But clearly he wanted them very badly, to the extent that he even defied his own lawyer’s advice to hand them over. His lawyer Evan Corcoran warned him that of he did not do so voluntarily, the FBI would get a search warrant from a judge for Mar-a-Lago, and that is precisely what happened. But of course, then SSAT expressed outrage at this utterly predictable outcome.
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That Israel is an apartheid state has become undeniable

There used to be a time in the not-too-distant past when describing Israel as an apartheid state because of the way that it treats Palestinians was considered controversial. Whenever I wrote it on this blog, there would be commenters who would suggest that I was not just anti-Semitic but pretty much a Nazi-sympathizer. The government of Israel has an official propaganda program known as Hasbara that trains people in the US to pose as grass roots individuals who would seek out on the internet those who criticize Israel and defend that nation’s policies, often using the anti-Semitism charge as a weapon. I could count on such people popping up on my blog whenever I criticized Israeli policies.

But as Israel’s appalling treatment of Palestinians has intensified, and as its government has turned hard right and authoritarian, the view that Israel is an apartheid state has become almost mainstream, with even Jewish groups in the US and Israel echoing that view.

Now we have the former head of Mossad, Israel’s intelligence agency, joining other prominent Israelis in describing the state in those terms.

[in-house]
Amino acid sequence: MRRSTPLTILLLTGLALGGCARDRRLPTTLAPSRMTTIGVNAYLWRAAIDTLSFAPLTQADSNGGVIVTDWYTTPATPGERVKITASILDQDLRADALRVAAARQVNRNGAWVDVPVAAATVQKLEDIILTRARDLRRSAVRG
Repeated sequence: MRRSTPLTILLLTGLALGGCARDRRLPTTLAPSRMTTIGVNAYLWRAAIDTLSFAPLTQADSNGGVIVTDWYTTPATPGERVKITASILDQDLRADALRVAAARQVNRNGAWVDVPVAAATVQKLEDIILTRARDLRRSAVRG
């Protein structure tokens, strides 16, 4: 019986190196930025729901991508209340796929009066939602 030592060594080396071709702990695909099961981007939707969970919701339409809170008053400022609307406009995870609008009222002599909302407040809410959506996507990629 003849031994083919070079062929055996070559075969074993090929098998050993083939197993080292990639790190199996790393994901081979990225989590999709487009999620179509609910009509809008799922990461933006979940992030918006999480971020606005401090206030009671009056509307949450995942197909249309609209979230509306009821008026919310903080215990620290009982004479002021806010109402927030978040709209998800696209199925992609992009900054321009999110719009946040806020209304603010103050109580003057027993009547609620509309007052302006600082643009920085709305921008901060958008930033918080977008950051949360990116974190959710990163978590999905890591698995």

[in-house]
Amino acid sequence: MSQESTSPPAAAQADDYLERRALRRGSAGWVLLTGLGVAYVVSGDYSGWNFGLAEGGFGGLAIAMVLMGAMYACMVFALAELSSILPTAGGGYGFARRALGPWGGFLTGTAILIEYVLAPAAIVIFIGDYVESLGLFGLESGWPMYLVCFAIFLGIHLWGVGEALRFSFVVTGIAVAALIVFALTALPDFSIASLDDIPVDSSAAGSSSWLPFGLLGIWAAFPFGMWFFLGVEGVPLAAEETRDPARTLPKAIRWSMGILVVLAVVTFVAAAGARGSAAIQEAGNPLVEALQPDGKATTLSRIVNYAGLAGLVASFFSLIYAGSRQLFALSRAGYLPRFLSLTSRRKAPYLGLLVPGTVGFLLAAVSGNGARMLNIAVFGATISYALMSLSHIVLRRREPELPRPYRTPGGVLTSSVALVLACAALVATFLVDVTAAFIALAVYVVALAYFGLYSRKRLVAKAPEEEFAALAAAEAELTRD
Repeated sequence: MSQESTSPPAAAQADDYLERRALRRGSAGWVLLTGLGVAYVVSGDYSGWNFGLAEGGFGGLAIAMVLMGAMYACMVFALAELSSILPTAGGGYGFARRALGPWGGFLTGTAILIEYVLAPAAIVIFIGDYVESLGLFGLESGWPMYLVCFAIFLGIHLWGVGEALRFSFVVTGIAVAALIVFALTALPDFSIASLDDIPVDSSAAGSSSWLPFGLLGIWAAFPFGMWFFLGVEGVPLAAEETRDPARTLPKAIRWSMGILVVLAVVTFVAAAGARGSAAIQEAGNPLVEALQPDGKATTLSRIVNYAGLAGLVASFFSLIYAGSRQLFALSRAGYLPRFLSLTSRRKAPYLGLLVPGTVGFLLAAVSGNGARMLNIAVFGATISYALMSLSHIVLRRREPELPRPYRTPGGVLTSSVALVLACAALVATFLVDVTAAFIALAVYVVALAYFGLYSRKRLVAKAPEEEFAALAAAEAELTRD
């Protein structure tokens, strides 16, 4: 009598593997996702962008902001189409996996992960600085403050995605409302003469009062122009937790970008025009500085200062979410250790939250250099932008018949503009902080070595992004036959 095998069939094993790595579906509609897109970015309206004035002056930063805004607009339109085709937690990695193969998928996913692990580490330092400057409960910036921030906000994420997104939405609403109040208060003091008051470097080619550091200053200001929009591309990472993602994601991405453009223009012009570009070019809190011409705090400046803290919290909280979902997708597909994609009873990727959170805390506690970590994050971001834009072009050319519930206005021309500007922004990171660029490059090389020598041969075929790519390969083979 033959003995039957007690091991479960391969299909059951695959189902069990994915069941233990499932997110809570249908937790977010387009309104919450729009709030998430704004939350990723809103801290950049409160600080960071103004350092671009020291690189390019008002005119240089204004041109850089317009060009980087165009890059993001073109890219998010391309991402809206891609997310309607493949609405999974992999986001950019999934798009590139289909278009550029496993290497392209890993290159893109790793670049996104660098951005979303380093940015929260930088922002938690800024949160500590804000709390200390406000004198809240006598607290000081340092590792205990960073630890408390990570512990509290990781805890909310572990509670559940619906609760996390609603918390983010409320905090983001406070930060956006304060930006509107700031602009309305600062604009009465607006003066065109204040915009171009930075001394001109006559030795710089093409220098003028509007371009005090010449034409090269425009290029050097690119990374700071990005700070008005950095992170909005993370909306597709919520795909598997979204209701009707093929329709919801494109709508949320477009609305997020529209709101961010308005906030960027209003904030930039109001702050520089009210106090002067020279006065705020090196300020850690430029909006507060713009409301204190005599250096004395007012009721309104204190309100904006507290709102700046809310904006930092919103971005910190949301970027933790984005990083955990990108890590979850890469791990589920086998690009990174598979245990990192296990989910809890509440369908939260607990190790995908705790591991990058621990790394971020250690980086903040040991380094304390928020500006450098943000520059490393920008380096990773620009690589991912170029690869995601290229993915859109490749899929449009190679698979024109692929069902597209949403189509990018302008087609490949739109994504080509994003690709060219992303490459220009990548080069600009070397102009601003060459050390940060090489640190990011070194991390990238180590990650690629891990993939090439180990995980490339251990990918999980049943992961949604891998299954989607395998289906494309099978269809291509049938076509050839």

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Proud Boys leader gets 22 years in prison

Enrique Tarrio, the former leader of the so-called ‘western chauvinist’ movement known as the Proud Boys, was sentenced to 22 years in prison for his role in the January 6th riot. Earlier in May, Tarrio and of his three lieutenants had been convicted of charges including seditious conspiracy. Readers may remember that the Proud Boys had their moment of fame when in one of the debates between Joe Biden and serial sex abuser Donald Trump (SSA) in 2020, the latter was asked to disassociate himself from the white nationalist and racist groups who were supporting him.

“I’m willing to do anything. I want to see peace,” Trump said. “What do you want to call them? Give me a name.”

“Proud Boys,” Democrat Joe Biden chimed in, referencing a far-right extremist group that has shown up at protests in the Pacific Northwest. The male-only group of neo-fascists describes themselves as “western chauvinists,” and they have been known to incite street violence.

“Proud Boys, stand back and stand by,” Trump said.